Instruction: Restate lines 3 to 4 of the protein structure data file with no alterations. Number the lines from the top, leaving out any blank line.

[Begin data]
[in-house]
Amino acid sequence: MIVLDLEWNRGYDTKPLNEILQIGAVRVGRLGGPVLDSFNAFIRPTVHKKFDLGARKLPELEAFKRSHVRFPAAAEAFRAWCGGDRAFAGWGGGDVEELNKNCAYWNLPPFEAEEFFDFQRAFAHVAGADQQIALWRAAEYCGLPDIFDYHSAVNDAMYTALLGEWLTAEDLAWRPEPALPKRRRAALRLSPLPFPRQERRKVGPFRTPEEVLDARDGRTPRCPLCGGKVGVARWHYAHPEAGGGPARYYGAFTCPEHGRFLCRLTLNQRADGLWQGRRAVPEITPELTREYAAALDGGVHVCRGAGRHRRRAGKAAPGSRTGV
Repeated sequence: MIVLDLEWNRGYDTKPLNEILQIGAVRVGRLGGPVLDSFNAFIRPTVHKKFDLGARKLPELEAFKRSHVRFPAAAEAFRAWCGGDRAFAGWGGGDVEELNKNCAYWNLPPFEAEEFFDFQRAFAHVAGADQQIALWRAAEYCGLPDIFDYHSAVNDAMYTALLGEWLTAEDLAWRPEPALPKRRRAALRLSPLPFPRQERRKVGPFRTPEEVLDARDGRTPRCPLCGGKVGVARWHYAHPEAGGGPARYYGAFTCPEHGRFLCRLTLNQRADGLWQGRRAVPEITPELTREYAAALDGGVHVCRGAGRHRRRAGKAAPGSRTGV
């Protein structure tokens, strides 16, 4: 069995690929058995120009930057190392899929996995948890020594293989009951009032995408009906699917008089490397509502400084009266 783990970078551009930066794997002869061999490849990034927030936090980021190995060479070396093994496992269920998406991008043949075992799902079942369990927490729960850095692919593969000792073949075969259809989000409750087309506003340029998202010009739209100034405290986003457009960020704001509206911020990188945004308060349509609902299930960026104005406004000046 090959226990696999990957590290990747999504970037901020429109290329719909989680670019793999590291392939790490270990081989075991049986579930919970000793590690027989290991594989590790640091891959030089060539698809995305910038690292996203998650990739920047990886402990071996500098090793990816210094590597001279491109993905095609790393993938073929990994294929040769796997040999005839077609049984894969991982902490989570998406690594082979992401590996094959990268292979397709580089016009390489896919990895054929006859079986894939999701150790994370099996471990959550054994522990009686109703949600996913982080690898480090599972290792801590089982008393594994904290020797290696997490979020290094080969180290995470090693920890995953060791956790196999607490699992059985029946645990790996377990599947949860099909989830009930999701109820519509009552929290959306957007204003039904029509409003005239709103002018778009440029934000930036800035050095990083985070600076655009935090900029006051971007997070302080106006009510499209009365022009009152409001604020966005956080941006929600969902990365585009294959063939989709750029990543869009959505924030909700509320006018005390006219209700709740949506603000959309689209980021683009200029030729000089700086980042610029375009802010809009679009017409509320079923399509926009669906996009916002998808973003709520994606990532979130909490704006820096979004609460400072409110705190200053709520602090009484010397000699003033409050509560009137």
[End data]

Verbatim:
Repeated sequence: MIVLDLEWNRGYDTKPLNEILQIGAVRVGRLGGPVLDSFNAFIRPTVHKKFDLGARKLPELEAFKRSHVRFPAAAEAFRAWCGGDRAFAGWGGGDVEELNKNCAYWNLPPFEAEEFFDFQRAFAHVAGADQQIALWRAAEYCGLPDIFDYHSAVNDAMYTALLGEWLTAEDLAWRPEPALPKRRRAALRLSPLPFPRQERRKVGPFRTPEEVLDARDGRTPRCPLCGGKVGVARWHYAHPEAGGGPARYYGAFTCPEHGRFLCRLTLNQRADGLWQGRRAVPEITPELTREYAAALDGGVHVCRGAGRHRRRAGKAAPGSRTGV
């Protein structure tokens, strides 16, 4: 069995690929058995120009930057190392899929996995948890020594293989009951009032995408009906699917008089490397509502400084009266 783990970078551009930066794997002869061999490849990034927030936090980021190995060479070396093994496992269920998406991008043949075992799902079942369990927490729960850095692919593969000792073949075969259809989000409750087309506003340029998202010009739209100034405290986003457009960020704001509206911020990188945004308060349509609902299930960026104005406004000046 090959226990696999990957590290990747999504970037901020429109290329719909989680670019793999590291392939790490270990081989075991049986579930919970000793590690027989290991594989590790640091891959030089060539698809995305910038690292996203998650990739920047990886402990071996500098090793990816210094590597001279491109993905095609790393993938073929990994294929040769796997040999005839077609049984894969991982902490989570998406690594082979992401590996094959990268292979397709580089016009390489896919990895054929006859079986894939999701150790994370099996471990959550054994522990009686109703949600996913982080690898480090599972290792801590089982008393594994904290020797290696997490979020290094080969180290995470090693920890995953060791956790196999607490699992059985029946645990790996377990599947949860099909989830009930999701109820519509009552929290959306957007204003039904029509409003005239709103002018778009440029934000930036800035050095990083985070600076655009935090900029006051971007997070302080106006009510499209009365022009009152409001604020966005956080941006929600969902990365585009294959063939989709750029990543869009959505924030909700509320006018005390006219209700709740949506603000959309689209980021683009200029030729000089700086980042610029375009802010809009679009017409509320079923399509926009669906996009916002998808973003709520994606990532979130909490704006820096979004609460400072409110705190200053709520602090009484010397000699003033409050509560009137």